The Grey Partridges were all juveniles in full moult, (all had a primary moult score of 28). Juveniles undergo a complete post juvenile moult except for the outermost 2 primary feathers (Ginn & Melville: Moult in Birds). They also have dark bills and the red on the head was just starting to appear.

The other birds, caught in the roost, were Pied Wagtail and Reed bunting. The photo of a juvenile Pied Wagtail below shows it is still retaining some of the yellowish feathers on the head and 6 juvenile greater coverts.
Mick P

Sunday 19 September

Unfortunately ringing at HPP was called off due to rain. So I put a net up in the garden and ringed 20 birds. Had a good run of Goldfinches but a Blue Tit on ring 73 put an end to that. All trainees should be able to work out the moult score of the Dunnock.

Stocking up for the winter...

Ever wondered what South Notts Ringing Group trainers do when they are not ringing or training others to ring?
Believe it or not they put in the time and effort to ensure that throughout the winter months the group have winter feeding sites to which birds, and ringers, are attracted. Here are some of them collecting seed, kindly donated to the group by a local farmer. This seed will be used at several sites throughout Notts and should enable more birds to survive the harsh winter months.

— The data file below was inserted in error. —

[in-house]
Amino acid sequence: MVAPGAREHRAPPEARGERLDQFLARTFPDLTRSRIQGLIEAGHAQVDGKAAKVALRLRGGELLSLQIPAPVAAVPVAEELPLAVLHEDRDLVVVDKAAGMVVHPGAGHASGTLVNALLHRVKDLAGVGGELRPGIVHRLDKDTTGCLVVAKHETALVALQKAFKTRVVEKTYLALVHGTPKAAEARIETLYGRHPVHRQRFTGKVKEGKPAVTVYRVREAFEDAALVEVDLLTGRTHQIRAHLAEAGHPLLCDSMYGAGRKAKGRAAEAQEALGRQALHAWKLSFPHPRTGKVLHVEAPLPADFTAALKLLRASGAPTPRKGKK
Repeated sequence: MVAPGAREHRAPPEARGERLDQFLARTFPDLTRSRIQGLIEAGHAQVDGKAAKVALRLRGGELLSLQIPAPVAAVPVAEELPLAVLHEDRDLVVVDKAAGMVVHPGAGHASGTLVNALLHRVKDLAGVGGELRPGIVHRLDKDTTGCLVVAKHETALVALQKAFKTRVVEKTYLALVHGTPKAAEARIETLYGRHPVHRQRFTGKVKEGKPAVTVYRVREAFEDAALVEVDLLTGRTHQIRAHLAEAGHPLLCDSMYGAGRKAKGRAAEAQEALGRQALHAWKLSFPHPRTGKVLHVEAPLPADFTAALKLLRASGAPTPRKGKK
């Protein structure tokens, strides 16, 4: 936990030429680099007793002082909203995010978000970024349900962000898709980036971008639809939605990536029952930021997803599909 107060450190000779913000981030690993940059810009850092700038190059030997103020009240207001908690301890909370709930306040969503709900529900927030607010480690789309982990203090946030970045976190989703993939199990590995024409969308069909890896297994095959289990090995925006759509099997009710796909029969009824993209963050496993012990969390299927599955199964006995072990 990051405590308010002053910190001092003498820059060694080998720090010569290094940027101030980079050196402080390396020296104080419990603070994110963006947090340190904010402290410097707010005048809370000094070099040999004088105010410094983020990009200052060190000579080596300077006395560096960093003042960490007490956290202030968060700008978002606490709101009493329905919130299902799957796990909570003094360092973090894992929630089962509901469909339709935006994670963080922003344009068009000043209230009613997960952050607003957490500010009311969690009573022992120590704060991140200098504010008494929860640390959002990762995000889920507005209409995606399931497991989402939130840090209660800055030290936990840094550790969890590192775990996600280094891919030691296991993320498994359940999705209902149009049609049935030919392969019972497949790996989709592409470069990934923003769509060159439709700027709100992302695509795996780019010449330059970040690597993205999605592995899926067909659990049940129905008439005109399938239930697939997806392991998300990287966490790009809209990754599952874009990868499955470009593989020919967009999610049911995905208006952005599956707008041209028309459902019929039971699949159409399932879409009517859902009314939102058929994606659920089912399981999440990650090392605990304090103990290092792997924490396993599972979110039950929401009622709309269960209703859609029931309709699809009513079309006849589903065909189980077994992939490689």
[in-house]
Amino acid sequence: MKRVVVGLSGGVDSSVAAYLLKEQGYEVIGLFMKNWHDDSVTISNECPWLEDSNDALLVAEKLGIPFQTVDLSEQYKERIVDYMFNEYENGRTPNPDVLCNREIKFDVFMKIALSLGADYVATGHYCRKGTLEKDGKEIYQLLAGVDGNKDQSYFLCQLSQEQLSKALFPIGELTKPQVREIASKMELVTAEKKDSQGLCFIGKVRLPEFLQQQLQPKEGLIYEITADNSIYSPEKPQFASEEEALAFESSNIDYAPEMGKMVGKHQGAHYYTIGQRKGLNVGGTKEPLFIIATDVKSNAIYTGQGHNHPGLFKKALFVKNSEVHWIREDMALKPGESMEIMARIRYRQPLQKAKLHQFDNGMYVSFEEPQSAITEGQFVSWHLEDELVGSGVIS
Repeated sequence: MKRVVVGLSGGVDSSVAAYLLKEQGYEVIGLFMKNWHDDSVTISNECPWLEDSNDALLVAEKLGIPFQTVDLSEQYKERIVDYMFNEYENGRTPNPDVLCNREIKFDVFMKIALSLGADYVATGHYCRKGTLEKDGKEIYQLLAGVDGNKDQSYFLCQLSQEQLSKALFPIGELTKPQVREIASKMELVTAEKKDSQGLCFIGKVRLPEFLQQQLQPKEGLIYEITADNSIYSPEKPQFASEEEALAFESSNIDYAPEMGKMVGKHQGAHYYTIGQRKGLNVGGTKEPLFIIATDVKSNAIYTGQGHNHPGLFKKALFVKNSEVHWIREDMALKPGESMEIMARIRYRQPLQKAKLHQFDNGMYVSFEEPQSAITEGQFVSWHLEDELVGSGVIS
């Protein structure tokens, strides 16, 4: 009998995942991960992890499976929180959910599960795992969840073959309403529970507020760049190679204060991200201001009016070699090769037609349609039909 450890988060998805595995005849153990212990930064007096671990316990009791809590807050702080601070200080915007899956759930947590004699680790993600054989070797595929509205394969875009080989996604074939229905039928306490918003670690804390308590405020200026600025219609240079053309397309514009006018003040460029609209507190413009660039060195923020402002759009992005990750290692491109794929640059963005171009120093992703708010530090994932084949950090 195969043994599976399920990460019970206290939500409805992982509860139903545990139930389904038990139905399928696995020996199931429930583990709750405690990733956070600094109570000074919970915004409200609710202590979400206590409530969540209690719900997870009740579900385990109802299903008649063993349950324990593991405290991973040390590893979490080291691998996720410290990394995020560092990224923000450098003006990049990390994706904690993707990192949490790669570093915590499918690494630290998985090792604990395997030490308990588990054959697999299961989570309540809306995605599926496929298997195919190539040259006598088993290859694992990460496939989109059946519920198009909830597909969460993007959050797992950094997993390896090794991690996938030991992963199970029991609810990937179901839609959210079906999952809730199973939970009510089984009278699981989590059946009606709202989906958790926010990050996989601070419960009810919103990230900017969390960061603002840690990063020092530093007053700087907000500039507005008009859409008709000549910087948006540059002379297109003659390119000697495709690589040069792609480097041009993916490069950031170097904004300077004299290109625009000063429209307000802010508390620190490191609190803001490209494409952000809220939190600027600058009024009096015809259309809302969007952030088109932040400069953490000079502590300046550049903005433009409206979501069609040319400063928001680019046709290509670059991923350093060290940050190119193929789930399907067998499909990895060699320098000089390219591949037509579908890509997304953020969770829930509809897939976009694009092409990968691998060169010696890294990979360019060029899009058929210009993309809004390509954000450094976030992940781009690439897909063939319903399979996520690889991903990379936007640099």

Mick P

Sunday, 12 September 2010

Holme Pierrepont, Sun 12 Sept

We've been pretty lucky with the weather recently, all things considered. And again, after several days of mixed conditions, we were greeted by blue sky this morning and the only thing that really affected us was the wind which got a bit much by late morning. We finished on 71 (including 9 retraps) which included a good range of species. Blackcap were dominant once again, but Robins were surprisingly numerous too and we wondered if this was a bit of early Autumn movement. We also caught Reed, Sedge, Whitethroat, Lesser Whitethroat and Chiffchaff, but no Garden or Willow. We also caught a Goldfinch (something that whilst common in the area, seems not to find the nets too often) and a Willow Tit. Note the uniformly dark bill, matt black cap, bull-necked appearance, buffy cheek and pale wing panel - all of which help to separate it from Marsh Tit.
Other sightings included a flock of 5 Little Egrets, 8 Gadwall, a steady trickle of hirundines and Meadow Pipits overhead, a single Siskin and good numbers of Migrant Hawkers.

Friday, 10 September 2010

Sunday, 5 September 2010

Holme Pierrepont, Sunday 5 Sept

Meisha, Duncan, David and I joined Gary at Holme Pierrepont this morning. We had a good morning finishing on 63 birds (49 new & 14 retrap). Of the migratory warblers we caught Blackcap, Garden Warbler, Whitethroat, Lesser Whitethroat, Reed Warbler and Chiffchaff. Other birds included Blue & Great Tits, Wren, Dunnock, Reed Bunting and a good catch of Long-tailed Tits. A couple of Bullfinches, one of which was a retrap from last week, were aged as 3JPs. Unfortunately the Spotted Flycatcher seen avoided our nets.